Once I met my fellow instructors and our student, we headed up the mountain. Imagine being completely blind, having to 100% rely on someone else for your safety, and then try and get on a 100-person ski gondola? We helped our student navigate around hundreds of people, got him safely on the gondola, walked him up a long hill to the rental hut, and got him into his ski gear. Stretch #4—guiding our student onto the gondola, the long walk up the hill, and helping him into his ski boots and skis.

We started the night on the beginner run. We decided to use a 12-foot pole, designed specifically for instructing visually impaired skiers. Two of us ski holding either end of the pole with our student between us. Stretch #5—I had not received training on the 12-foot pole, so I had to learn as we went.

We gingerly headed down the run having success on our very first try. We worked on our student’s technical skills, focusing on weight shift in turns, with the result that on our subsequent runs we went twice as fast. Stretch #6—remembering to actually instruct, after first making sure our student was safe and having fun.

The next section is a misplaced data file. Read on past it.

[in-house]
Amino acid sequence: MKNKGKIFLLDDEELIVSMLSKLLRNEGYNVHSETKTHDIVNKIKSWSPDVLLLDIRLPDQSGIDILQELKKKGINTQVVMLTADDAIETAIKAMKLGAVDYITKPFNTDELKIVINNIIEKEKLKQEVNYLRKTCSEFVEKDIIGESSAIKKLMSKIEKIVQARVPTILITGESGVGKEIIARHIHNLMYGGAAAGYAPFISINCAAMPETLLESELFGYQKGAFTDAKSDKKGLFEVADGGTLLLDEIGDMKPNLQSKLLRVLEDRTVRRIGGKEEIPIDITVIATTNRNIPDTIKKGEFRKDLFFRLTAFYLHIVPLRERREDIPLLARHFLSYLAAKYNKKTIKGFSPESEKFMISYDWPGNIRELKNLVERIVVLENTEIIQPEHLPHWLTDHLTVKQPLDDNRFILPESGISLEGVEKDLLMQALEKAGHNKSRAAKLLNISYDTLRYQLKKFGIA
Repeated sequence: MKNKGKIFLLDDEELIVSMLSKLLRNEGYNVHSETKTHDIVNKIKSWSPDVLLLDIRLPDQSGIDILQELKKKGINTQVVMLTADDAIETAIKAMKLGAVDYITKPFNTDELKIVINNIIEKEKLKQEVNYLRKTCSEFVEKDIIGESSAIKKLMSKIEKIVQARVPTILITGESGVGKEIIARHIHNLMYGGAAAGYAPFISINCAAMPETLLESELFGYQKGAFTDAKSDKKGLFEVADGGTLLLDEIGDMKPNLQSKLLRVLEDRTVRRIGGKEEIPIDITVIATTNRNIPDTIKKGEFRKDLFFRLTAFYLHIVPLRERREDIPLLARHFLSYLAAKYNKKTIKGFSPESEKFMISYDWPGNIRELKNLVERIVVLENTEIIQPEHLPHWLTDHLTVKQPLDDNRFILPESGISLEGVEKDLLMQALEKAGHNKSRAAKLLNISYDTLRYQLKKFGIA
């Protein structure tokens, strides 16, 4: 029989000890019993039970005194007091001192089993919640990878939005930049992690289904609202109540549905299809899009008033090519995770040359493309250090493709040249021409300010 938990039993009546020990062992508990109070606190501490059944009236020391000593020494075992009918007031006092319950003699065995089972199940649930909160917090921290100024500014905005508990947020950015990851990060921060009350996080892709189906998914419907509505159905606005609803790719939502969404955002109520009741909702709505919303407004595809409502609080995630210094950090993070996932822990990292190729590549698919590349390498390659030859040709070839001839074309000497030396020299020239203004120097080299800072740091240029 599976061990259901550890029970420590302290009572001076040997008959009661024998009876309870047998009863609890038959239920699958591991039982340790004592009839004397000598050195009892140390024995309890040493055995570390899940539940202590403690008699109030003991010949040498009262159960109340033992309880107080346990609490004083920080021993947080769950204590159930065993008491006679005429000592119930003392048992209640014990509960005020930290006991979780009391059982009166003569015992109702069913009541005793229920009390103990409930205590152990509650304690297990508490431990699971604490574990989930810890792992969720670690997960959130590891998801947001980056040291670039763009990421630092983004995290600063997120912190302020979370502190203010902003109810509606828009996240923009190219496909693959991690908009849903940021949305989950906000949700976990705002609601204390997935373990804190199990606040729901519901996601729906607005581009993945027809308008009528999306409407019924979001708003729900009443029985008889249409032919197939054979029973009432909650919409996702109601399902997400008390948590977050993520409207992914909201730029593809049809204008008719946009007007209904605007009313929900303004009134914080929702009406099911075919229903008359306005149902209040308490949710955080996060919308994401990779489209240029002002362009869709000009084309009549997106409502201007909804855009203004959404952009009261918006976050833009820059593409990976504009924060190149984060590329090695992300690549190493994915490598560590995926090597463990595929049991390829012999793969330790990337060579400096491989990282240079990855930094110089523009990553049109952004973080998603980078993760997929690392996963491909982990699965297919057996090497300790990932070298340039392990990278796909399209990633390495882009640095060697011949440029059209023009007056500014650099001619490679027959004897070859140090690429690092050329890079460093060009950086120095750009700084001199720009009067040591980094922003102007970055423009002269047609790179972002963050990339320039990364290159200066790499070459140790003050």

The anxiety was gone. I was focused on working as a team and helping our student. As the evening progressed I realized what a blast we were all having. Stretch #7—there are many ways to have fun skiing—not just challenging myself on difficult runs.

Anne Bethune, President of VASS, calls what we do VASS Magic. She’s right—there is magic in being able to help someone with severe disabilities get out and enjoy the mountains, hills, and experience of riding a pair of skis down a mountain. Stretch #8—it is a gift to be able to volunteer for VASS.

Stretch #9—the bonus is that the skills I’ve learned in VASS help me in many other areas of my life. I have more patience. I assume less. I focus on having fun first.